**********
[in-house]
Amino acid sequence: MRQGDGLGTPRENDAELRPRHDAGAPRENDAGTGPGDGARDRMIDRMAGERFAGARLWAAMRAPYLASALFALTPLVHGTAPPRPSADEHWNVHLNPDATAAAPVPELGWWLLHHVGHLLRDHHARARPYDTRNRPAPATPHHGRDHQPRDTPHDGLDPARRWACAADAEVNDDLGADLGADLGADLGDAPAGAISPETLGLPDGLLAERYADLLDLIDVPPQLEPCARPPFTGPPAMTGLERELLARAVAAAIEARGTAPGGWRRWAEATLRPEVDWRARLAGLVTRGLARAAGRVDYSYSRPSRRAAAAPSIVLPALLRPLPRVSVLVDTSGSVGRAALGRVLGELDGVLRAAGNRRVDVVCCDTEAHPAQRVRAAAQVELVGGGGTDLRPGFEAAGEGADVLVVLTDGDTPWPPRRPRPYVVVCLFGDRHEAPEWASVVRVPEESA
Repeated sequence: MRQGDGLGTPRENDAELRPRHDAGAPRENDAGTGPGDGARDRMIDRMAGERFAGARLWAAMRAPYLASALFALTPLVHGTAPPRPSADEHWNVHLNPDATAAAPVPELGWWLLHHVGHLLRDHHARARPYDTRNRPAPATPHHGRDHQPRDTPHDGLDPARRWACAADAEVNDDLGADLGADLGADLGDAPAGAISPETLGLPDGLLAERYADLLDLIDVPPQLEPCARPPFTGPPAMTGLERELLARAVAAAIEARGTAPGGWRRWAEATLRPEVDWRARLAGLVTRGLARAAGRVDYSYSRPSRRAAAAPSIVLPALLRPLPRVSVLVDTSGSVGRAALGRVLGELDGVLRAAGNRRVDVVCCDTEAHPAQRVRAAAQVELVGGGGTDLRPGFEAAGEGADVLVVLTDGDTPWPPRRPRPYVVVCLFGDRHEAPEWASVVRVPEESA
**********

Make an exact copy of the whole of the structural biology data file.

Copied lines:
[in-house]
Amino acid sequence: MRQGDGLGTPRENDAELRPRHDAGAPRENDAGTGPGDGARDRMIDRMAGERFAGARLWAAMRAPYLASALFALTPLVHGTAPPRPSADEHWNVHLNPDATAAAPVPELGWWLLHHVGHLLRDHHARARPYDTRNRPAPATPHHGRDHQPRDTPHDGLDPARRWACAADAEVNDDLGADLGADLGADLGDAPAGAISPETLGLPDGLLAERYADLLDLIDVPPQLEPCARPPFTGPPAMTGLERELLARAVAAAIEARGTAPGGWRRWAEATLRPEVDWRARLAGLVTRGLARAAGRVDYSYSRPSRRAAAAPSIVLPALLRPLPRVSVLVDTSGSVGRAALGRVLGELDGVLRAAGNRRVDVVCCDTEAHPAQRVRAAAQVELVGGGGTDLRPGFEAAGEGADVLVVLTDGDTPWPPRRPRPYVVVCLFGDRHEAPEWASVVRVPEESA
Repeated sequence: MRQGDGLGTPRENDAELRPRHDAGAPRENDAGTGPGDGARDRMIDRMAGERFAGARLWAAMRAPYLASALFALTPLVHGTAPPRPSADEHWNVHLNPDATAAAPVPELGWWLLHHVGHLLRDHHARARPYDTRNRPAPATPHHGRDHQPRDTPHDGLDPARRWACAADAEVNDDLGADLGADLGADLGDAPAGAISPETLGLPDGLLAERYADLLDLIDVPPQLEPCARPPFTGPPAMTGLERELLARAVAAAIEARGTAPGGWRRWAEATLRPEVDWRARLAGLVTRGLARAAGRVDYSYSRPSRRAAAAPSIVLPALLRPLPRVSVLVDTSGSVGRAALGRVLGELDGVLRAAGNRRVDVVCCDTEAHPAQRVRAAAQVELVGGGGTDLRPGFEAAGEGADVLVVLTDGDTPWPPRRPRPYVVVCLFGDRHEAPEWASVVRVPEESA